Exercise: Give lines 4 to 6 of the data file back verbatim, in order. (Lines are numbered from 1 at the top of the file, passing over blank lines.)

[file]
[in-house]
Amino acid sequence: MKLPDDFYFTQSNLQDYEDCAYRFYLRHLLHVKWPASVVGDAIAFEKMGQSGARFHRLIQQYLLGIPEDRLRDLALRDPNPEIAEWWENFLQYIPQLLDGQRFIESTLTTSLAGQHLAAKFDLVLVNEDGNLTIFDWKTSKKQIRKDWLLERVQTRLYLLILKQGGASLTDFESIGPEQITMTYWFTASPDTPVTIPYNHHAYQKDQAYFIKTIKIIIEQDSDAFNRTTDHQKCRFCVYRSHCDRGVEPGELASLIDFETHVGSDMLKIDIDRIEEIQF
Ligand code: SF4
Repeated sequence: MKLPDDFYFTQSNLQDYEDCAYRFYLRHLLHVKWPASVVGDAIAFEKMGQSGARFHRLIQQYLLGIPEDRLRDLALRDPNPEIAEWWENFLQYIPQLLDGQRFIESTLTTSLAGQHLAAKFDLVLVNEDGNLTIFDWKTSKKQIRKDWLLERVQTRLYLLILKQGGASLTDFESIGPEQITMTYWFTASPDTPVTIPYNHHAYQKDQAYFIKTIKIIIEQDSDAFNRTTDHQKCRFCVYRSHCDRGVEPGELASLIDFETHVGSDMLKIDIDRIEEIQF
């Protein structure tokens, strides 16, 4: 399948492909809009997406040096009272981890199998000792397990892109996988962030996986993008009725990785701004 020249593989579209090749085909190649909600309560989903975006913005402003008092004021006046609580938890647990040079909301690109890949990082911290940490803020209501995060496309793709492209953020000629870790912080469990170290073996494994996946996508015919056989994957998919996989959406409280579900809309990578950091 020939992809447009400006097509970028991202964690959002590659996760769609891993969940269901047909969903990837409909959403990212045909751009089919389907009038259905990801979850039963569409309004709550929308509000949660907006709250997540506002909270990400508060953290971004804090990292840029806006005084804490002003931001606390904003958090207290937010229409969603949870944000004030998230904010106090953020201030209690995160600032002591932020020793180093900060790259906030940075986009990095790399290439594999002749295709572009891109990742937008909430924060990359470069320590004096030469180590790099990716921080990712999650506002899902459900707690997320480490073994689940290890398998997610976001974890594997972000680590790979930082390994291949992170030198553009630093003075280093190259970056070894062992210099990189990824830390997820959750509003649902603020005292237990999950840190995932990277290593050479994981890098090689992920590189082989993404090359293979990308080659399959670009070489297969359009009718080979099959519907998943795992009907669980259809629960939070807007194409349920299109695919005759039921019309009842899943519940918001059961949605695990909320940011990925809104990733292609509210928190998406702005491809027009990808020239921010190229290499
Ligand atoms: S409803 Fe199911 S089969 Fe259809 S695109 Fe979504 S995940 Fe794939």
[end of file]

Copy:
Repeated sequence: MKLPDDFYFTQSNLQDYEDCAYRFYLRHLLHVKWPASVVGDAIAFEKMGQSGARFHRLIQQYLLGIPEDRLRDLALRDPNPEIAEWWENFLQYIPQLLDGQRFIESTLTTSLAGQHLAAKFDLVLVNEDGNLTIFDWKTSKKQIRKDWLLERVQTRLYLLILKQGGASLTDFESIGPEQITMTYWFTASPDTPVTIPYNHHAYQKDQAYFIKTIKIIIEQDSDAFNRTTDHQKCRFCVYRSHCDRGVEPGELASLIDFETHVGSDMLKIDIDRIEEIQF
């Protein structure tokens, strides 16, 4: 399948492909809009997406040096009272981890199998000792397990892109996988962030996986993008009725990785701004 020249593989579209090749085909190649909600309560989903975006913005402003008092004021006046609580938890647990040079909301690109890949990082911290940490803020209501995060496309793709492209953020000629870790912080469990170290073996494994996946996508015919056989994957998919996989959406409280579900809309990578950091 020939992809447009400006097509970028991202964690959002590659996760769609891993969940269901047909969903990837409909959403990212045909751009089919389907009038259905990801979850039963569409309004709550929308509000949660907006709250997540506002909270990400508060953290971004804090990292840029806006005084804490002003931001606390904003958090207290937010229409969603949870944000004030998230904010106090953020201030209690995160600032002591932020020793180093900060790259906030940075986009990095790399290439594999002749295709572009891109990742937008909430924060990359470069320590004096030469180590790099990716921080990712999650506002899902459900707690997320480490073994689940290890398998997610976001974890594997972000680590790979930082390994291949992170030198553009630093003075280093190259970056070894062992210099990189990824830390997820959750509003649902603020005292237990999950840190995932990277290593050479994981890098090689992920590189082989993404090359293979990308080659399959670009070489297969359009009718080979099959519907998943795992009907669980259809629960939070807007194409349920299109695919005759039921019309009842899943519940918001059961949605695990909320940011990925809104990733292609509210928190998406702005491809027009990808020239921010190229290499
Ligand atoms: S409803 Fe199911 S089969 Fe259809 S695109 Fe979504 S995940 Fe794939």